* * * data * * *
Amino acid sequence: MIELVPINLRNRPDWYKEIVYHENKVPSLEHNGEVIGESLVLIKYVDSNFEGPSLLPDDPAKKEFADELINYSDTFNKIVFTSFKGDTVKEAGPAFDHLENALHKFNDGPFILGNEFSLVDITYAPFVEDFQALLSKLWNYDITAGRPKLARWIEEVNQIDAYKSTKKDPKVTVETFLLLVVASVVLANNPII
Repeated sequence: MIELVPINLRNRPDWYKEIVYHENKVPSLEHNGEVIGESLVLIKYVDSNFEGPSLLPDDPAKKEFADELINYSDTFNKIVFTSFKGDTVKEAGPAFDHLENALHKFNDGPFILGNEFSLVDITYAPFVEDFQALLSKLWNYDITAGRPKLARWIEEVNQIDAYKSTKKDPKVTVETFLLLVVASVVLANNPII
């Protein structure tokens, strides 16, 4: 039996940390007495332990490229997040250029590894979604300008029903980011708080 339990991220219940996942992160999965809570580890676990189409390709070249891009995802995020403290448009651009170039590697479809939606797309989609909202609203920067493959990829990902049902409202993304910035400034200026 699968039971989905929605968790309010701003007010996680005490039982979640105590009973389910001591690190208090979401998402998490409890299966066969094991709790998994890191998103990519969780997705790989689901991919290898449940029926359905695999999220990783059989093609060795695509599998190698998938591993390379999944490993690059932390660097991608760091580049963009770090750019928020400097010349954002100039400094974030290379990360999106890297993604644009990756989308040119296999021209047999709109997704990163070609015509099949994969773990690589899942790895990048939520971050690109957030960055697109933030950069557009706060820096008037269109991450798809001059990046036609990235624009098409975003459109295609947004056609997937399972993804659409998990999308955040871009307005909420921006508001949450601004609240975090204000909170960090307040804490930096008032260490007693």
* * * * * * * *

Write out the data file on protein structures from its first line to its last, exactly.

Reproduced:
Amino acid sequence: MIELVPINLRNRPDWYKEIVYHENKVPSLEHNGEVIGESLVLIKYVDSNFEGPSLLPDDPAKKEFADELINYSDTFNKIVFTSFKGDTVKEAGPAFDHLENALHKFNDGPFILGNEFSLVDITYAPFVEDFQALLSKLWNYDITAGRPKLARWIEEVNQIDAYKSTKKDPKVTVETFLLLVVASVVLANNPII
Repeated sequence: MIELVPINLRNRPDWYKEIVYHENKVPSLEHNGEVIGESLVLIKYVDSNFEGPSLLPDDPAKKEFADELINYSDTFNKIVFTSFKGDTVKEAGPAFDHLENALHKFNDGPFILGNEFSLVDITYAPFVEDFQALLSKLWNYDITAGRPKLARWIEEVNQIDAYKSTKKDPKVTVETFLLLVVASVVLANNPII
């Protein structure tokens, strides 16, 4: 039996940390007495332990490229997040250029590894979604300008029903980011708080 339990991220219940996942992160999965809570580890676990189409390709070249891009995802995020403290448009651009170039590697479809939606797309989609909202609203920067493959990829990902049902409202993304910035400034200026 699968039971989905929605968790309010701003007010996680005490039982979640105590009973389910001591690190208090979401998402998490409890299966066969094991709790998994890191998103990519969780997705790989689901991919290898449940029926359905695999999220990783059989093609060795695509599998190698998938591993390379999944490993690059932390660097991608760091580049963009770090750019928020400097010349954002100039400094974030290379990360999106890297993604644009990756989308040119296999021209047999709109997704990163070609015509099949994969773990690589899942790895990048939520971050690109957030960055697109933030950069557009706060820096008037269109991450798809001059990046036609990235624009098409975003459109295609947004056609997937399972993804659409998990999308955040871009307005909420921006508001949450601004609240975090204000909170960090307040804490930096008032260490007693």